The council conclusions on tackling HIV/AIDS within the EU and neighbouring countries were adopted. The UK did not intervene but submitted a written statement supporting the conclusions and welcoming the priority the presidency have given to HIV/AIDS. Member states spoke about the need to involve civil society at large and to emphasise preventive work in this area. The presidency mentioned its discussions with the pharmaceutical industry on ensuring that the cost of drugs does not become a barrier to effective treatment.

EU: Energy Council

I represented the UK at the Energy Council in Luxembourg on 6 June.

The main purpose of the council was a discussion on the internal energy market; this focused primarily on the question of unbundling. The Commission, recalling the mandate given by the spring European Council, made the case for full ownership unbundling as the most cost-effective and simplest way to enable a fully functioning internal market to be established. Proposals were expected to be adopted by the end of September. The Commission also outlined intentions to deal with cross-border regulatory issues, facilitation of investment and technical co-operation between operators.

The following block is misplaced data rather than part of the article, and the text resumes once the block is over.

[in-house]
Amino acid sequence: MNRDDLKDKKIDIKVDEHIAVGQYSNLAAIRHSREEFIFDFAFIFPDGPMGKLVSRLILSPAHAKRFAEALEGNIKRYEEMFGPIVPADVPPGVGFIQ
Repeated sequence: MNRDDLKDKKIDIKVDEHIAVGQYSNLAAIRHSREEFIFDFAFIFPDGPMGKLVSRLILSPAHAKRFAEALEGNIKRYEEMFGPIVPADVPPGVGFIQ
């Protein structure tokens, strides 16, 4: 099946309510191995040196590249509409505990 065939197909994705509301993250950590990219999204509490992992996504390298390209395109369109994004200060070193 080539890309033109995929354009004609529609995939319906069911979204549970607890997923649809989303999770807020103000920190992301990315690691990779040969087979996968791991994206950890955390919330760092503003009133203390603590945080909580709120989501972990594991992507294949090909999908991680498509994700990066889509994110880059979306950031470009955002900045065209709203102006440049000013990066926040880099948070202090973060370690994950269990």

Though some member states' positions were clearer than others, upwards of 16 spoke in favour of full ownership unbundling. Several of those opposed did so with little or no qualification. The smaller member states emphasised the importance of taking into account the special circumstances faced by small or isolated markets, or those with a single energy supplier which meant ownership unbundling would not be an appropriate way forward.

Views were equally divided on whether gas and electricity markets should be treated in the same way. A small minority of member states were in favour of unbundling distribution as well as transmission.

Otherwise there was general support for the Commission approach on the regulatory framework, investment and technical co-operation by transmission system operators. One member state noted that independence of national regulators would not be a crucial issue if a European regulatory system were established.